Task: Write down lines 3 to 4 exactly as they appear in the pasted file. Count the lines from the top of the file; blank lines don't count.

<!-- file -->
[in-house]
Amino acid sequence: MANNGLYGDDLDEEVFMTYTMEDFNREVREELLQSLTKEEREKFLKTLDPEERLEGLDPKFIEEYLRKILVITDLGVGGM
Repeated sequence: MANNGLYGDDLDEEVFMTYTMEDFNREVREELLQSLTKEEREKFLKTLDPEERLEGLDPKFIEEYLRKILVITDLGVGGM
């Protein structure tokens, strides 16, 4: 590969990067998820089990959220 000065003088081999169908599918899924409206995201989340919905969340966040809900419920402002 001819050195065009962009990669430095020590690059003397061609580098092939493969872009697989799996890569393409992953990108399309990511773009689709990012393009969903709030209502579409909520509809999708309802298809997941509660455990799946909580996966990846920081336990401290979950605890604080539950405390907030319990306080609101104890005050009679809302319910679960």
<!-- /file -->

Repeated sequence: MANNGLYGDDLDEEVFMTYTMEDFNREVREELLQSLTKEEREKFLKTLDPEERLEGLDPKFIEEYLRKILVITDLGVGGM
């Protein structure tokens, strides 16, 4: 590969990067998820089990959220 000065003088081999169908599918899924409206995201989340919905969340966040809900419920402002 001819050195065009962009990669430095020590690059003397061609580098092939493969872009697989799996890569393409992953990108399309990511773009689709990012393009969903709030209502579409909520509809999708309802298809997941509660455990799946909580996966990846920081336990401290979950605890604080539950405390907030319990306080609101104890005050009679809302319910679960």